This Week in History


Creating a Song for Canada

For the Week of Monday, April 10, 2017

On April 12, 1967, the House of Commons considered a committee report recommending that “O Canada” become the official national anthem.

Calixa Lavallée’s (above) work Cantata, composed in 1879 for the Governor-General and Princess Louise's arrival in Québec, earned him the appellation of Canada's "greatest musician"
Library and Archives Canada / C-070448 / MIKAN no. 3526369

“O Canada” was composed by Calixa Lavallée, with lyrics by Sir Adolphe-Basile Routhier, as a specifically French Canadian anthem. The first performance of this patriotic song, commissioned by the St-Jean-Baptiste Society, was on June 24, 1880 in Québec City, in the midst of St-Jean-Baptiste celebrations and the National Convention of French Canadians. “O Canada” quickly became a favourite in French-speaking Canada.

By this time, the English-speaking population had already developed a strong patriotic musical tradition of its own, with “The Maple Leaf Forever” and “God Save the Queen (King)” widely regarded as unofficial national anthems. However, neither mentioned French Canada’s role in the country’s history. Instead, these songs stressed Canada’s connection with Great Britain, alienating many in the French-speaking population.

A photograph of Sir Adolphe-Basile Routhier ca. 1890. A shortened version of his lyrics are still sung today as the French anthem
Wikimedia Commons / Bibliothèque et Archives nationales du Québec / P560,S2,D1,P1149 / Fonds J. E. Livernois Ltée

Written in French, “O Canada,” did not appear with English lyrics until the early 1900s. There were several attempts at drafting an English version of the song. The one by Thomas B. Richardson in 1906 was an almost literal translation of the first two verses. Two years later, Robert Stanley Weir published his English-language version of “O Canada.” Weir’s version adapted the song to make it an anthem for both English and French Canadians. Although his lyrics have undergone some changes since then, they are largely preserved as the English text of the official national anthem today.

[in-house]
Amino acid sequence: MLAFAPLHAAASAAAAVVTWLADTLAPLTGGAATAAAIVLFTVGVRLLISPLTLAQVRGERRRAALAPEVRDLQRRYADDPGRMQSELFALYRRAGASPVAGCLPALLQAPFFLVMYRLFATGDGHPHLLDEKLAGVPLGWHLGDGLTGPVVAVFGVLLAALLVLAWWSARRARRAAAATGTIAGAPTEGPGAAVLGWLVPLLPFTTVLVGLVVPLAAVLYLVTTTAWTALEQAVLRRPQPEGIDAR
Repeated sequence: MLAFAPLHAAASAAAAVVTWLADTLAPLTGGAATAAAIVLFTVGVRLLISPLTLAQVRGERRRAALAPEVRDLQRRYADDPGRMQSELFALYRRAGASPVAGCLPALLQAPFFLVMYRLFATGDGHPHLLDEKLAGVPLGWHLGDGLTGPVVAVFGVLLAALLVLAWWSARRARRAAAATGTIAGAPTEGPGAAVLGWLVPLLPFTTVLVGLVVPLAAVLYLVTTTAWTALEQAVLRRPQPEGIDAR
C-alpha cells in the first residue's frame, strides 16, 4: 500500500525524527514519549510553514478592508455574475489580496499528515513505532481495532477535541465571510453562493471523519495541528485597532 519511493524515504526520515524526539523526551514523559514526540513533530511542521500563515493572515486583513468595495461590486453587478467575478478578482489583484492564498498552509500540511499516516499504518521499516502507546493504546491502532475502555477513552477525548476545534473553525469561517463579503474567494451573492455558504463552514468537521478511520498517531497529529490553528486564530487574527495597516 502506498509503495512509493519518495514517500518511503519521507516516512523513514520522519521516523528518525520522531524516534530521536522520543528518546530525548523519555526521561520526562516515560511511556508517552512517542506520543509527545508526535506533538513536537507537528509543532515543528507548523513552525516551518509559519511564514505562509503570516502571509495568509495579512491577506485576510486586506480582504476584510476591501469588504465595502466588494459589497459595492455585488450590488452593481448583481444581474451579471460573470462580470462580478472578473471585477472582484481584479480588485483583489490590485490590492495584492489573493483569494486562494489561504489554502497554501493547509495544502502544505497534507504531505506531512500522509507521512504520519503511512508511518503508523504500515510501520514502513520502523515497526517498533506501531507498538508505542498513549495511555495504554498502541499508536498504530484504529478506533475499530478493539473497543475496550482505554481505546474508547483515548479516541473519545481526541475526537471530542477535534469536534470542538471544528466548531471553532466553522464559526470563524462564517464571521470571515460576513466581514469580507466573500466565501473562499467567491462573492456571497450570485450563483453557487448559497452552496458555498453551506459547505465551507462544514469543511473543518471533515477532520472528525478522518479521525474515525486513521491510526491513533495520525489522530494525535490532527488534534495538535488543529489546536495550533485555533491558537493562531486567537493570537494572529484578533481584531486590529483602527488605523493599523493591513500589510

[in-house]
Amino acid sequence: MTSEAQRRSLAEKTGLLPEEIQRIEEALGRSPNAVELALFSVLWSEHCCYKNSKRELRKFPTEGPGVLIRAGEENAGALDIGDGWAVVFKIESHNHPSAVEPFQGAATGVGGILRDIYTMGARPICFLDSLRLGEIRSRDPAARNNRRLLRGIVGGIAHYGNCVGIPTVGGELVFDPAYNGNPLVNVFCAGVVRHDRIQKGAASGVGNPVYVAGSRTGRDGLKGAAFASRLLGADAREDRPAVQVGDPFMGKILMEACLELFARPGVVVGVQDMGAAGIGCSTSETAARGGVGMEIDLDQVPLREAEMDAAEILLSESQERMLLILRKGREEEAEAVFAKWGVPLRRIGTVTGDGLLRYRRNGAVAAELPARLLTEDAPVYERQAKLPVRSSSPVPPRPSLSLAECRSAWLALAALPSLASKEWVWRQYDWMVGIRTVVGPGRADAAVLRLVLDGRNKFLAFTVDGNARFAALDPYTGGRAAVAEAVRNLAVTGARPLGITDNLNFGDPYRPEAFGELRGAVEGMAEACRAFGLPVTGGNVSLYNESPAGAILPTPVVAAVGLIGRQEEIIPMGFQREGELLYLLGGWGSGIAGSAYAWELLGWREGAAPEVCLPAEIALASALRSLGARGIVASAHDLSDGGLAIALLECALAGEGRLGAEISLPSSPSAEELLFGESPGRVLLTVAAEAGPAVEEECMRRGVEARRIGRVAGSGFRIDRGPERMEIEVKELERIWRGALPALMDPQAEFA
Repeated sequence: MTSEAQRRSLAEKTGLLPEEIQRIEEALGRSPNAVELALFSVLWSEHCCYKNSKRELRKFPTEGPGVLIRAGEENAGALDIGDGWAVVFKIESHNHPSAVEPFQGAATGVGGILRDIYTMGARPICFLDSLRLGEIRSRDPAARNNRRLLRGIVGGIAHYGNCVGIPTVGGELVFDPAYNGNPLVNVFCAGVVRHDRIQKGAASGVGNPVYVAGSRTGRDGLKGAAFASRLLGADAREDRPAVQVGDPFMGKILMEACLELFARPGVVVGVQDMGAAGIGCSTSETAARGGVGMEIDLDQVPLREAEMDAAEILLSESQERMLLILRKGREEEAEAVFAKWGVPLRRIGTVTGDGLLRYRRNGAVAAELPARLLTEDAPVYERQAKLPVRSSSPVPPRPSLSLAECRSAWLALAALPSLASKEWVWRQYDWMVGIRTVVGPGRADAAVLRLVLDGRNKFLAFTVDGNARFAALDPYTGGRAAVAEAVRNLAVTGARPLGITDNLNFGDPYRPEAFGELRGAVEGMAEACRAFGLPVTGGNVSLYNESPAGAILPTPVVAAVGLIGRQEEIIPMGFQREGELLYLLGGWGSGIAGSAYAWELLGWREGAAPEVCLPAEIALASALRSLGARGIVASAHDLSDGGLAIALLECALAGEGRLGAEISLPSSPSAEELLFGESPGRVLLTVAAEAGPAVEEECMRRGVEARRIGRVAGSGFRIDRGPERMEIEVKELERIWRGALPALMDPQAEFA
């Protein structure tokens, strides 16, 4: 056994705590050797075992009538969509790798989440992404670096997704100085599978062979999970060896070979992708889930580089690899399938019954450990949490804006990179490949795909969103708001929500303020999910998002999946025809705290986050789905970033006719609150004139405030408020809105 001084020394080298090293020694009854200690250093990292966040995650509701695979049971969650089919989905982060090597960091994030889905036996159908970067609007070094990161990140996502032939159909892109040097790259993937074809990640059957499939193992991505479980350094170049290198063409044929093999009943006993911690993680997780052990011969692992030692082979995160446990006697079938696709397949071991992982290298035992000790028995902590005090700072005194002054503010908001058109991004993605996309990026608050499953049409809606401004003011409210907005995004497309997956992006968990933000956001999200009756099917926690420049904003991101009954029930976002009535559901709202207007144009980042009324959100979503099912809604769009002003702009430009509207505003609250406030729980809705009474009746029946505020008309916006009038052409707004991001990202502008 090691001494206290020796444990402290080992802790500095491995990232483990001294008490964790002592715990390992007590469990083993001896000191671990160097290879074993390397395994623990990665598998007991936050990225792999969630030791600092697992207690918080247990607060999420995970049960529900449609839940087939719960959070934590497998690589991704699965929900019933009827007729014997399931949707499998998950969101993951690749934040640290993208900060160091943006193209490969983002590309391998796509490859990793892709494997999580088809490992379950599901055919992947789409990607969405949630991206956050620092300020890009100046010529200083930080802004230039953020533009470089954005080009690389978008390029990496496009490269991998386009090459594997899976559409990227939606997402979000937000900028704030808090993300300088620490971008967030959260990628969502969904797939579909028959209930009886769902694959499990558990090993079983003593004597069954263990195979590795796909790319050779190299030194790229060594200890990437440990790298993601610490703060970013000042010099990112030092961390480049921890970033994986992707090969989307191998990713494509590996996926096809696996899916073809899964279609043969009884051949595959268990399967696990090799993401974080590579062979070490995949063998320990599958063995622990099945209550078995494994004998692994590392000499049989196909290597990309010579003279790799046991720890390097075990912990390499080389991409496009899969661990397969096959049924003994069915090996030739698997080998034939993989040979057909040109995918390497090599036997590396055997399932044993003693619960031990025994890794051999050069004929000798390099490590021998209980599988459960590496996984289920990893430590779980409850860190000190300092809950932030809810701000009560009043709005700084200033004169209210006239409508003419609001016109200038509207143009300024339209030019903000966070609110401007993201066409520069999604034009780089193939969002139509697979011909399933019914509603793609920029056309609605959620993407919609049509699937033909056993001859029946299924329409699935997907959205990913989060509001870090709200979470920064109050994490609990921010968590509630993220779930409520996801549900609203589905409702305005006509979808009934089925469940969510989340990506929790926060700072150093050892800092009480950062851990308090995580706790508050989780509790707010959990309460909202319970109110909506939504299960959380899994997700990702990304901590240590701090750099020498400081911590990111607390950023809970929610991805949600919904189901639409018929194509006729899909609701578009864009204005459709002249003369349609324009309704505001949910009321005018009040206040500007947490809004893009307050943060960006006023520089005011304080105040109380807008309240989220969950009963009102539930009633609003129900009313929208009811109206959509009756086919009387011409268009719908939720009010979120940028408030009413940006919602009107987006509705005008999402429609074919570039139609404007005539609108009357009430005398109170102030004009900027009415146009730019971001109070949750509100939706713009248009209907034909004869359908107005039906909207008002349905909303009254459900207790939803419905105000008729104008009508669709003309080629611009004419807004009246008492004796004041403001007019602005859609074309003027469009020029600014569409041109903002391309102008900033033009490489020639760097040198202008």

The creation of a national anthem and the use of “O Canada” for this purpose were subjects of debate for decades. In the 1960s, Prime Minister Lester B. Pearson pushed for the establishment of a national anthem in conjunction with his campaign to create a distinct Canadian flag. However, it was only on June 27, 1980, that the federal government officially proclaimed “O Canada” to be Canada’s national anthem.

Calixa Lavallée and Lester Bowles Pearson are designated national historic persons. To learn more about them, read O Canada! and Canadian wins Nobel Peace Prize. To learn more about our national symbols read Our True Colours: The 50th Anniversary of the Canadian Flag in the This Week in History archives.

Follow us on Twitter @ParksCanada, and be sure to visit the Historic Sites and Monuments Board of Canada webpage. Explore Canada 150!

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